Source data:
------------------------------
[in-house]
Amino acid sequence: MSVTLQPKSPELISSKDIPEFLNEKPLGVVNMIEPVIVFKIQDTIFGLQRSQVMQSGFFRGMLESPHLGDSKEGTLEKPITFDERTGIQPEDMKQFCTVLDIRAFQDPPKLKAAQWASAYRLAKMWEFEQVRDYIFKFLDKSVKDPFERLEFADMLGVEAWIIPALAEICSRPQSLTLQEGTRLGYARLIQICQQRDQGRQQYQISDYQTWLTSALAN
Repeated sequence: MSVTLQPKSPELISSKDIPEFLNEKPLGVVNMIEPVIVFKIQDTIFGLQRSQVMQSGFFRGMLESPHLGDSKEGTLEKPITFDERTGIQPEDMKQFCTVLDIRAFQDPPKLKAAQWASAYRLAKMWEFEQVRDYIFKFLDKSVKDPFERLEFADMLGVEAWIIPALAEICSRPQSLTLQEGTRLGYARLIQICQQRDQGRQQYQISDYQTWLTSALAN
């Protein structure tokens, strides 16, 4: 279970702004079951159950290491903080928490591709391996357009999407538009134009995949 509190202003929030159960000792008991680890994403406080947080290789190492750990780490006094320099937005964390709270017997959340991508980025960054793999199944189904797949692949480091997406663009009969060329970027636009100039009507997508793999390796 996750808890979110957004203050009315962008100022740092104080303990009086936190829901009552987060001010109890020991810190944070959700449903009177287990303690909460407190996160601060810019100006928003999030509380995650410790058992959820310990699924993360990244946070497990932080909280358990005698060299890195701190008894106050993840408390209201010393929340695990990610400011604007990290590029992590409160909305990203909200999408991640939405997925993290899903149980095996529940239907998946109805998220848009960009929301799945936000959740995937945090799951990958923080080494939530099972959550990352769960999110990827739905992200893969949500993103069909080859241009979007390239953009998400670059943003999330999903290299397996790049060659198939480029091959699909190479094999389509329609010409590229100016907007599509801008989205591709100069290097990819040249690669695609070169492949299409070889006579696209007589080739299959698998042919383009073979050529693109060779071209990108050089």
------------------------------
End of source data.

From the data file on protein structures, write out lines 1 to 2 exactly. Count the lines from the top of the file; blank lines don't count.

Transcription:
[in-house]
Amino acid sequence: MSVTLQPKSPELISSKDIPEFLNEKPLGVVNMIEPVIVFKIQDTIFGLQRSQVMQSGFFRGMLESPHLGDSKEGTLEKPITFDERTGIQPEDMKQFCTVLDIRAFQDPPKLKAAQWASAYRLAKMWEFEQVRDYIFKFLDKSVKDPFERLEFADMLGVEAWIIPALAEICSRPQSLTLQEGTRLGYARLIQICQQRDQGRQQYQISDYQTWLTSALAN